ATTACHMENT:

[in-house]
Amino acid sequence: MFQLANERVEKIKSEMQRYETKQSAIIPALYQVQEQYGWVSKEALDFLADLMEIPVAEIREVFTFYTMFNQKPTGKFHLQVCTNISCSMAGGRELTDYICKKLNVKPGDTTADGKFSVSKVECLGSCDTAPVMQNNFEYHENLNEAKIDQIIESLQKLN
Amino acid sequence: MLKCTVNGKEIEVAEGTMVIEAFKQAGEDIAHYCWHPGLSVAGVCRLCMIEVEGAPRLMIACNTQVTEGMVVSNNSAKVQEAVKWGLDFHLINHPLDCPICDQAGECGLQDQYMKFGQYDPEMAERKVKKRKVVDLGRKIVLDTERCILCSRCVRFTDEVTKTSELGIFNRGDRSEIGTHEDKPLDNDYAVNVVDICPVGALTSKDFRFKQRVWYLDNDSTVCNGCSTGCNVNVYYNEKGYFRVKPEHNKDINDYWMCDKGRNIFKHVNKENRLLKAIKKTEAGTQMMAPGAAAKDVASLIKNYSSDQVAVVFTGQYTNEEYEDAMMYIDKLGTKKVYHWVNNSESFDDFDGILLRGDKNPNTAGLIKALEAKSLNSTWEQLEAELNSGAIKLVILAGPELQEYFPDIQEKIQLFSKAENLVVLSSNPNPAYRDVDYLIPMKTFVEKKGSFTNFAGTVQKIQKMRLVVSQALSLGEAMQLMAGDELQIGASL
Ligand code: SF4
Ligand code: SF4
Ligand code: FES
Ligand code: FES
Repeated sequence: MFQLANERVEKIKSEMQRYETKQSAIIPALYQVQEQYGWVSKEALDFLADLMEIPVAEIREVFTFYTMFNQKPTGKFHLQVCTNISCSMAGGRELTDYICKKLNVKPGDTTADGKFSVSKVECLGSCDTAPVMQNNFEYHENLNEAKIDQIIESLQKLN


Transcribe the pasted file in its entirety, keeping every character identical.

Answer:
[in-house]
Amino acid sequence: MFQLANERVEKIKSEMQRYETKQSAIIPALYQVQEQYGWVSKEALDFLADLMEIPVAEIREVFTFYTMFNQKPTGKFHLQVCTNISCSMAGGRELTDYICKKLNVKPGDTTADGKFSVSKVECLGSCDTAPVMQNNFEYHENLNEAKIDQIIESLQKLN
Amino acid sequence: MLKCTVNGKEIEVAEGTMVIEAFKQAGEDIAHYCWHPGLSVAGVCRLCMIEVEGAPRLMIACNTQVTEGMVVSNNSAKVQEAVKWGLDFHLINHPLDCPICDQAGECGLQDQYMKFGQYDPEMAERKVKKRKVVDLGRKIVLDTERCILCSRCVRFTDEVTKTSELGIFNRGDRSEIGTHEDKPLDNDYAVNVVDICPVGALTSKDFRFKQRVWYLDNDSTVCNGCSTGCNVNVYYNEKGYFRVKPEHNKDINDYWMCDKGRNIFKHVNKENRLLKAIKKTEAGTQMMAPGAAAKDVASLIKNYSSDQVAVVFTGQYTNEEYEDAMMYIDKLGTKKVYHWVNNSESFDDFDGILLRGDKNPNTAGLIKALEAKSLNSTWEQLEAELNSGAIKLVILAGPELQEYFPDIQEKIQLFSKAENLVVLSSNPNPAYRDVDYLIPMKTFVEKKGSFTNFAGTVQKIQKMRLVVSQALSLGEAMQLMAGDELQIGASL
Ligand code: SF4
Ligand code: SF4
Ligand code: FES
Ligand code: FES
Repeated sequence: MFQLANERVEKIKSEMQRYETKQSAIIPALYQVQEQYGWVSKEALDFLADLMEIPVAEIREVFTFYTMFNQKPTGKFHLQVCTNISCSMAGGRELTDYICKKLNVKPGDTTADGKFSVSKVECLGSCDTAPVMQNNFEYHENLNEAKIDQIIESLQKLN